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How to route/pan/submix orchestral pieces.

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How to route/pan/submix orchestral pieces.

Postby Gone To Lunch » Wed Jan 23, 2019 3:53 pm

I am making an orchestral piece with VSL sounds in Digital Peformer 9.52 under OS 10.13.6

I have my VIs set up traditionally as winds, brass, percussion, strings sections etc using a VSL virtual ensemble (VE) for each, and send all sounds to one stereo reverb on an aux send.
My production intention is to try and fake a ‘real’ orchestral soundscape.

Thus far, I have mixed band tracks, guitar/keys, bass, drums, vox etc as mono sources into the stereo reverb and stereo mix bus, panned according to taste.

Now I am new to orchestral mixing so am seeking guidance from Wizards.

I would like to do the final mix+master in DP, and am now spoilt for choices of how to route my signals.

Specifically, what would be the best choices of my now numerous options ?

what are pros and cons of :

Making all instrument sections mono ?

Using the default stereo output configuration of the VEs ?

Doing all the panning in DP, with individual woodwind, horns, harp, piano etc as mono into the DP mix?

But then what about the strings - should I make keep them stereo as in the VE or use them as mono sources in the final stereo mix ?

I am keen to preserve all the mixing being done in my DP mixer; but if I keep strings stereo within VE, how should I best set their width and pan ?

There is only pan but no width in DP (except for in Trim) so I want to keep all the mix decision points on the same board.

So I guess I am asking what is the relationship between the stereo output from VE and the stereo aux in DP I would send it to ?
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Re: How to route/pan/submix orchestral pieces.

Postby The Elf » Wed Jan 23, 2019 4:56 pm

If you have stereo width in the sections I would preserve that, but just 'shepherd' the sections to their natural place in the overall stereo field with some careful pan narrowing and biasing.

Don't forget that you're going to need to create front-to-back depth to help the illusion of an orchestra, so having a few pre-delay options (delays sending to the main reverb) is helpful.
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Re: How to route/pan/submix orchestral pieces.

Postby Eddy Deegan » Wed Jan 23, 2019 6:12 pm

Not so much mixing, but a related thought is that to convincingly fake a real orchestra it's important to respect the note range limits of each instrument. Playing french horns in the top 5th of the trumpet range won't sound right for example.

There are a number of useful charts out there for reference if unsure.

I'm sure you know this, but I mention it as in the past I've heard otherwise quite good facsimiles of orchestras somewhat tainted by obvious fictions in the arrangement.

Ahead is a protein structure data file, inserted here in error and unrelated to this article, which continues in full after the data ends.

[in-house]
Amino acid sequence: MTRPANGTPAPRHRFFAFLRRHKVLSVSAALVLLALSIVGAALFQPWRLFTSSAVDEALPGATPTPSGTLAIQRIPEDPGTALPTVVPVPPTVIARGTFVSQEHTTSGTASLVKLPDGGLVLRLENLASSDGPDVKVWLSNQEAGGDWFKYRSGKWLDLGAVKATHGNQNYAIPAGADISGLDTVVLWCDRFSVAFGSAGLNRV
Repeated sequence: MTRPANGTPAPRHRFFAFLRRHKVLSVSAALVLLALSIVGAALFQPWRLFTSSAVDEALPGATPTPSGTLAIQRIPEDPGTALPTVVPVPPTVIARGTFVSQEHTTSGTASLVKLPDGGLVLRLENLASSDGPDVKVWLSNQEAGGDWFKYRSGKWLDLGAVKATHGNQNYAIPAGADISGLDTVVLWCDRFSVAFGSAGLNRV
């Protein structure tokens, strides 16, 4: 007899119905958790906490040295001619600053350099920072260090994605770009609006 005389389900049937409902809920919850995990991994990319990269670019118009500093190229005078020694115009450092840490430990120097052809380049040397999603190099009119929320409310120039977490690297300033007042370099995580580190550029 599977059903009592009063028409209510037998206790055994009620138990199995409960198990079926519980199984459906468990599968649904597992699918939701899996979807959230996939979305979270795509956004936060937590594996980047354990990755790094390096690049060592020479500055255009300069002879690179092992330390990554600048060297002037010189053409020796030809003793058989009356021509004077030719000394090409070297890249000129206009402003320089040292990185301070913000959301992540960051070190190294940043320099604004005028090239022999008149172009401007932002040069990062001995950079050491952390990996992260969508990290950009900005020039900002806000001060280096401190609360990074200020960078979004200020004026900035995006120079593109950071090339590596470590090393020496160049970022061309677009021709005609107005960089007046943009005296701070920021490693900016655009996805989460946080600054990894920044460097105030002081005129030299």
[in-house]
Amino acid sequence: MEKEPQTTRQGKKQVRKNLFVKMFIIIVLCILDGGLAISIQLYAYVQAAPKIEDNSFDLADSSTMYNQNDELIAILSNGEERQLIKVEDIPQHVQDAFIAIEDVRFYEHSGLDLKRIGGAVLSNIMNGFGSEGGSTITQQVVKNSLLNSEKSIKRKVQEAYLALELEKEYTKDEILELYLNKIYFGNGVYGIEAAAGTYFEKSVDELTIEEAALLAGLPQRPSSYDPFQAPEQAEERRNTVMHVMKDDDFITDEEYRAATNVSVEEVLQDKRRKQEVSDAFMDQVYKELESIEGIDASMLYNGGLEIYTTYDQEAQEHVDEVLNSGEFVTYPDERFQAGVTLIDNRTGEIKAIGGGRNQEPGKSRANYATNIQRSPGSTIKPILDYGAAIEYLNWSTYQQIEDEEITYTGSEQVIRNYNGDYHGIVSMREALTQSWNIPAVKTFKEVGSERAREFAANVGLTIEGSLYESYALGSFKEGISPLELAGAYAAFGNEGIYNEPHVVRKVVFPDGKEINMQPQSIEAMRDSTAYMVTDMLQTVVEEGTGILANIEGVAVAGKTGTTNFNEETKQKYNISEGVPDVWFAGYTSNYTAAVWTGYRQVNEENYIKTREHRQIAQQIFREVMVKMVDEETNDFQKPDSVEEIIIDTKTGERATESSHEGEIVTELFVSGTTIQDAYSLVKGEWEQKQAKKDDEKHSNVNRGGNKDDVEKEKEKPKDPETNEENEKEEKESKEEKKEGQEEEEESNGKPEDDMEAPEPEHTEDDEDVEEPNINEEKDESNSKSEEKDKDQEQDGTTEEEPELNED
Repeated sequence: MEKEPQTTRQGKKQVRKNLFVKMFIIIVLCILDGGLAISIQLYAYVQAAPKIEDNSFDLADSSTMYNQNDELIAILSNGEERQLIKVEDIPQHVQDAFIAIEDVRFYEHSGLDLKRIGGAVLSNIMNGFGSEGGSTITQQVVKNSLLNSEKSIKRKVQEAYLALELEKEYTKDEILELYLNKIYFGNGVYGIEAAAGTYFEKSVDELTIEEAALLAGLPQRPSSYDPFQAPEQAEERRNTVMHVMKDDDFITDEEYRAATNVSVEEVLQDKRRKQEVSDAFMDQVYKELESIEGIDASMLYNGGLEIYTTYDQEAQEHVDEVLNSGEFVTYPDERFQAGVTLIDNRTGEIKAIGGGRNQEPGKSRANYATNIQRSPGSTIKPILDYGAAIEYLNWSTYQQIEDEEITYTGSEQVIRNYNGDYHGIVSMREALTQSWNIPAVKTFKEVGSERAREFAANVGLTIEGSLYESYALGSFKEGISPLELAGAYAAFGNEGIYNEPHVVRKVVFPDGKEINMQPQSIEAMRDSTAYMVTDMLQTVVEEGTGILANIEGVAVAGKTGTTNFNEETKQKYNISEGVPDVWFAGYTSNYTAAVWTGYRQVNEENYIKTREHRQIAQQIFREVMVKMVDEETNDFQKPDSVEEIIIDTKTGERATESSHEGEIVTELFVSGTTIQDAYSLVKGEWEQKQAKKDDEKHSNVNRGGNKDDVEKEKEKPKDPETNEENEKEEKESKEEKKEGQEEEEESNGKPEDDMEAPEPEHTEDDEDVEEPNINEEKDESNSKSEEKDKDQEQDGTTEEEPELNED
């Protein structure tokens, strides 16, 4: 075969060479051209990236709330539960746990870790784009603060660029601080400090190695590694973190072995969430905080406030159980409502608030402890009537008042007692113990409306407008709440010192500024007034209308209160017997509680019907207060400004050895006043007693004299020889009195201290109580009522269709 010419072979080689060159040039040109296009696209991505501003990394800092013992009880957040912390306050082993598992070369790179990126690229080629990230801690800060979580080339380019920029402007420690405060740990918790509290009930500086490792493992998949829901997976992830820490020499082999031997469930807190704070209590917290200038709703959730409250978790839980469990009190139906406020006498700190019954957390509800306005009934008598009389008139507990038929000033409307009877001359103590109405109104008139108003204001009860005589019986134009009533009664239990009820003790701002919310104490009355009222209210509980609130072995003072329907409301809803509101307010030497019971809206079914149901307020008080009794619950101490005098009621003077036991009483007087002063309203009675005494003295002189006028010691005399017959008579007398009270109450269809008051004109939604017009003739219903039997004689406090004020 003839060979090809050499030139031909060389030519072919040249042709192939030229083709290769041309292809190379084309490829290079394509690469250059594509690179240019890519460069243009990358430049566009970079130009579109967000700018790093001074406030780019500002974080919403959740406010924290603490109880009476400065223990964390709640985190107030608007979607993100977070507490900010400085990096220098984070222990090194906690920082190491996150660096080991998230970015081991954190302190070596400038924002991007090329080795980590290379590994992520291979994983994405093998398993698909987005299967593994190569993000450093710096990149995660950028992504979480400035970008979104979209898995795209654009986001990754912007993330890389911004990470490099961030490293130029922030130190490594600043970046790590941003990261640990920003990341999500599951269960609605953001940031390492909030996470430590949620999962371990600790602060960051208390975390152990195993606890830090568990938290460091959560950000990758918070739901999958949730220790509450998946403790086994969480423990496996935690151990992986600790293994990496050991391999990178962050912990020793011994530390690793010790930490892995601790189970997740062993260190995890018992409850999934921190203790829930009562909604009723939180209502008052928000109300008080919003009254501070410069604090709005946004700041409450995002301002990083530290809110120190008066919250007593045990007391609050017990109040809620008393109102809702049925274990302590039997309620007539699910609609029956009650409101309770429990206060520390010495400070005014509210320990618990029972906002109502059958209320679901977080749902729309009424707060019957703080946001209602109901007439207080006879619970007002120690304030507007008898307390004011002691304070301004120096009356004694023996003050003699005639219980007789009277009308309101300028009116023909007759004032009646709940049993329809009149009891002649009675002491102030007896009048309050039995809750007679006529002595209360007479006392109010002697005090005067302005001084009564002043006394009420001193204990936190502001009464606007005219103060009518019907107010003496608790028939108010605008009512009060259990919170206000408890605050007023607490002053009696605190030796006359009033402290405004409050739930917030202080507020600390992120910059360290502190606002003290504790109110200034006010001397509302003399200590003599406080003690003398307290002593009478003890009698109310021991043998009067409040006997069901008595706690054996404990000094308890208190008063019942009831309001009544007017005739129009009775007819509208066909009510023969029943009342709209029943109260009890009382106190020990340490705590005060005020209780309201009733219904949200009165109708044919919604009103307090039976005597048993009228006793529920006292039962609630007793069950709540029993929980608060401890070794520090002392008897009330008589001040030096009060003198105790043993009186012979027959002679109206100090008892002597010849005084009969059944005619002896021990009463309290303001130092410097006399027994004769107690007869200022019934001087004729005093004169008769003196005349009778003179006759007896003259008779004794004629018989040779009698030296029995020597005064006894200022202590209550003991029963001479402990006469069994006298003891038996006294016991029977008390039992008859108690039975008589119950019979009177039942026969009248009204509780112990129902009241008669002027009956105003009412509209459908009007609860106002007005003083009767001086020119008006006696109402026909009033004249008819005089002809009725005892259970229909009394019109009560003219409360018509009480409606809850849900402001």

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Re: How to route/pan/submix orchestral pieces.

Postby Still Vibrations » Thu Jan 24, 2019 10:27 am

Don't follow my advice because I'm out on my own with this, but I dislike stereo, as did Brian Wilson and Phil Spector. For me the greatest classical recordings were mono. I doubt if a sampled orchestra is going to sound more convincing because of correct stereo placement.
Your post suggests you are not doing a pure classical track. Orchestras on records - pop/rock/disco/funk/R&B etc. - are usually not accurate anyway. Think of records with a soft flute solo over full brass sections.
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Re: How to route/pan/submix orchestral pieces.

Postby The Elf » Thu Jan 24, 2019 11:43 am

Still Vibrations wrote:I doubt if a sampled orchestra is going to sound more convincing because of correct stereo placement.
No. not because of placement, but certainly of stereo width. We have two ears and serving both of them makes for a presentation more representative of how we receive sound in real life.
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Re: How to route/pan/submix orchestral pieces.

Postby Hugh Robjohns » Thu Jan 24, 2019 12:24 pm

Still Vibrations wrote:For me the greatest classical recordings were mono.

Ah... but were they great recordings purely because they are reproduced in mono, are are they great recordings because they were made at a time when mono was the only option?

Personally, I think the former: in the early days of (mono) recording the labels tended to record only the very, very best performers and performances. Artists with something really worthwhile to express.

Today, -- and probably since the 70s, actually -- entirely average orchestras release entirely average stereo albums of Vivaldi's Four Seasons* just because it's Tuesday! :lol:

H

*Other tediously over-familiar musical repertoire is widely available...
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Re: How to route/pan/submix orchestral pieces.

Postby Sam Spoons » Thu Jan 24, 2019 5:10 pm

:D :D :D
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